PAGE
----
"The Moon And Earthshine"

What is Earthshine

This is a smoky glow on the dark portion of the crescent Moon. It is caused by sunlight that reflects off the Earth onto the Moon's night side. Under the earthshine, the Moon's outline and its dark features can be seen, even though only a thin crescent is bright. We see the Moon because of reflected sunlight (the Moon does not generate its own light). At times, however, the dark part of the Moon glows.

Just after the new moon, the first crescent moon produces what we refer to as the "old moon" in the new moon's arms. This occurs a few days after the new moon just after sunset. The same things happens to the old cresent moon in early morning.

Earthshine - A Double Reflection of Sunlight.
Light from the Sun is reflected off of the Earth (See Point A) onto the Moon (See Point B). Some of this light is then reflected off of the Moon back towards the Earth (See Point C). Because of this we see part of the Moon illuminated by the Sun and the rest of the Moon dimly illuminated by this doubly reflected light (which we call earthshine). Each time light reflects off a surface (like a planet), it gets dimmer because some of the light is absorbed by the reflecting surface. This means that earthshine is dimmer than moonlight because earthshine is sunlight that has been reflected twice and moonlight is sunlight that has been reflected only once (off the surface of the moon). In addition, the reflectivity of the moon (its "albedo") is less than that of the Earth, which makes earthshine even dimmer. Earthshine example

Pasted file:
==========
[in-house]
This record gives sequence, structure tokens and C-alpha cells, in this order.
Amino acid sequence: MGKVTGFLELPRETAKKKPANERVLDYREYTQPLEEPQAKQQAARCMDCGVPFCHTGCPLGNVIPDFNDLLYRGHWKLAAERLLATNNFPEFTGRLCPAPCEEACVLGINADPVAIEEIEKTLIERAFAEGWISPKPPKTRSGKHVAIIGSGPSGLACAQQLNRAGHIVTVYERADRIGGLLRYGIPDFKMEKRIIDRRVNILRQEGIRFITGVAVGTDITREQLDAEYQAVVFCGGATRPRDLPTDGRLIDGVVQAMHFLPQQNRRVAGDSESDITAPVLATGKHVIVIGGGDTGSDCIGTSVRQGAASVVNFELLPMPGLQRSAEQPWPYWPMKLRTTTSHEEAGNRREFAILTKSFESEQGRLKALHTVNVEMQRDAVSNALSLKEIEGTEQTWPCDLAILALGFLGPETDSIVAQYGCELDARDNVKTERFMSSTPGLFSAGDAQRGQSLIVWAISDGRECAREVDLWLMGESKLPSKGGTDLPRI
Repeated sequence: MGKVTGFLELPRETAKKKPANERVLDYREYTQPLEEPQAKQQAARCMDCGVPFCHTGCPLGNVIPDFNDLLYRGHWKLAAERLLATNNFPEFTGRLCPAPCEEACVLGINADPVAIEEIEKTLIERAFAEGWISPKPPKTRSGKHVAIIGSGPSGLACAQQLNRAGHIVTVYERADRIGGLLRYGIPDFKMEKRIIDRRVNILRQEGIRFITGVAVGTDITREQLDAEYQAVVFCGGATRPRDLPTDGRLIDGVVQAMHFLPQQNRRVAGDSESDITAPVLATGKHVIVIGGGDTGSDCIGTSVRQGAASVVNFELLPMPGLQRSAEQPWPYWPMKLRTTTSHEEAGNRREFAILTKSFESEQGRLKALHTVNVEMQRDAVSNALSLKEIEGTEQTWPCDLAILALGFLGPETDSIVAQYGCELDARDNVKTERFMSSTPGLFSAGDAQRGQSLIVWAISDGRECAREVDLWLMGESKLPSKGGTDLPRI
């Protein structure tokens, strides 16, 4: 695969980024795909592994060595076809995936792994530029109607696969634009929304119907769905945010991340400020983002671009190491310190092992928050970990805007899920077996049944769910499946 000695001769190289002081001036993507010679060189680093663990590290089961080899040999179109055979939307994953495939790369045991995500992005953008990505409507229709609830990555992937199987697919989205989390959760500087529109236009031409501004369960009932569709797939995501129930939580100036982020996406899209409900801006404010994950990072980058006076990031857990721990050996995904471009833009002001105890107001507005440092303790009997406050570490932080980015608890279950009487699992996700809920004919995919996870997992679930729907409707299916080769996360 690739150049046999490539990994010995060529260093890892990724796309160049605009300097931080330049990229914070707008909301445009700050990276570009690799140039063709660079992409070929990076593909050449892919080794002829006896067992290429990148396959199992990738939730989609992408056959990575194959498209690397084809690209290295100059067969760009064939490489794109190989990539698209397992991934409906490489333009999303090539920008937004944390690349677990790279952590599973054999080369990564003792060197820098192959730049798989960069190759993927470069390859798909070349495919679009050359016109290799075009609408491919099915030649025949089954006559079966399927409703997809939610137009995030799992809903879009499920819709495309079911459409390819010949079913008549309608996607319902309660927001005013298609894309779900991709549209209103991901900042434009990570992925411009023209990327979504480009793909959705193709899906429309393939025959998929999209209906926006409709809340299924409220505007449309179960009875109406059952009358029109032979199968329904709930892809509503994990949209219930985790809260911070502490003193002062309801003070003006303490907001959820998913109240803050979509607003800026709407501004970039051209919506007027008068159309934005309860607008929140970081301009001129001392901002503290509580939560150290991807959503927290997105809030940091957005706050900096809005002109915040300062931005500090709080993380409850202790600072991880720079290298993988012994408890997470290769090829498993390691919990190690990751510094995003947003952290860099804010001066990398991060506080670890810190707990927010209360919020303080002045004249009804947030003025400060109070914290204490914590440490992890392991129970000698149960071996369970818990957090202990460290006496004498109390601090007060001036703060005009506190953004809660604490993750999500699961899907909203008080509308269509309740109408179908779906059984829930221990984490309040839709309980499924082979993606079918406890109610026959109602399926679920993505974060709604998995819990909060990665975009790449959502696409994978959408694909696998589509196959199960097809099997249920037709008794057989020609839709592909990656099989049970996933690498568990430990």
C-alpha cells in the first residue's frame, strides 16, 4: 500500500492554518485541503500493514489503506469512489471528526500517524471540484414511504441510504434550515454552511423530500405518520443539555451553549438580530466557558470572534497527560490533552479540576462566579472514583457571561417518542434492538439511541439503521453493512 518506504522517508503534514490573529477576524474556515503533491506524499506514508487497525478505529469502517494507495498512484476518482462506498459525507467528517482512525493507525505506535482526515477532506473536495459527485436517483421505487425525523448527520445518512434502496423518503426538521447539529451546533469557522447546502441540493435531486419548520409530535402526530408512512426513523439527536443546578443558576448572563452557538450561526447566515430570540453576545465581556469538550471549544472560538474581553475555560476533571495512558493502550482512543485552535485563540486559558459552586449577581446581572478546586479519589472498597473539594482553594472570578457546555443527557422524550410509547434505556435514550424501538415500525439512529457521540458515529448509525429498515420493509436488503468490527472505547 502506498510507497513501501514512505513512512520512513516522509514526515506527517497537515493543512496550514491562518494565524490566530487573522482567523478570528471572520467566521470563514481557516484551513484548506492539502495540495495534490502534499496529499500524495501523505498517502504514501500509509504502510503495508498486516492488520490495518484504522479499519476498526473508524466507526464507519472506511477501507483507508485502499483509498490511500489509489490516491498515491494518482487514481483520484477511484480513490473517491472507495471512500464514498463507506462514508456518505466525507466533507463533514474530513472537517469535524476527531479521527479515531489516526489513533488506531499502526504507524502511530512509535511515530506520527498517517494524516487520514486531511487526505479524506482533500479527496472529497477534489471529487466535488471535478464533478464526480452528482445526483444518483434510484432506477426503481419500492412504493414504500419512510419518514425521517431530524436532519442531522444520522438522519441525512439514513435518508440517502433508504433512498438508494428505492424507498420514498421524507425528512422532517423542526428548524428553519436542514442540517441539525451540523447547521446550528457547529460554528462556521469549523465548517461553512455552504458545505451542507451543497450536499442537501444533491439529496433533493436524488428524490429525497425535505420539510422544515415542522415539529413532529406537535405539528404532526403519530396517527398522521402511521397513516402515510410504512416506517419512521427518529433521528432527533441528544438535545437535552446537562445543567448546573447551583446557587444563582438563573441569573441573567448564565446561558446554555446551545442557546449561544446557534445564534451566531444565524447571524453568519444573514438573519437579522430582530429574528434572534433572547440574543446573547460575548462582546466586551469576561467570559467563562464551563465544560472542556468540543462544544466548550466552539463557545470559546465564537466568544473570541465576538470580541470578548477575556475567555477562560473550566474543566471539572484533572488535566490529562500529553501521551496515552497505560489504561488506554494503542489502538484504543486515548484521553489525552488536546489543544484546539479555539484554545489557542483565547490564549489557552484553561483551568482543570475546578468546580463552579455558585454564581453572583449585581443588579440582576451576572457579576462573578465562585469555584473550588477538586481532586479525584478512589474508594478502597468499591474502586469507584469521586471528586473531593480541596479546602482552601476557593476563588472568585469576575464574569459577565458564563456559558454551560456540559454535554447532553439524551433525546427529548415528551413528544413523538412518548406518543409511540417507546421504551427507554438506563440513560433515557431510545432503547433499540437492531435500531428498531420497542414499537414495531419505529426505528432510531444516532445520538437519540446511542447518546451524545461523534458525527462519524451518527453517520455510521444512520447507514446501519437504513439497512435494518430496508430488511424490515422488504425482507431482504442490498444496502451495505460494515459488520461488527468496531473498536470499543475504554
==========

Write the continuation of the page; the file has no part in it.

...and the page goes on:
Earthshine - An Animated View.
The light of the sun not only reflects off the face of the moon,
it also reflects off the Earth's surface. The reflected sunlight
is referred to as earthshine.

During a crescent moon, only a sliver of sunlight is reflected to Earth
(Part 1 in this animation). But when the Moon is a crescent, the rest of
it is illuminated by sunlight reflecting off the Earth, hitting the night
side of the Moon, and bouncing back to Earth (Part 2). In fact, if you
were on the Moon when it was a crescent, you'd see a full Earth.


The moonlight of a full moon is so bright that even if it were positioned correctly to reflect light back toward Earth, it would completely overpower earthshine. In fact, we only see earthshine during the crescent phases of the Moon because during these phases only a small part of the Moon is lit up, and moonlight doesn't outshine earthshine, and the moon is in the right position to reflect light back to the Earth.

Copyright © 2001 By Keith Cooley     - eMail:  krcool@hiwaay.net  - Return To: Keith's Moon Page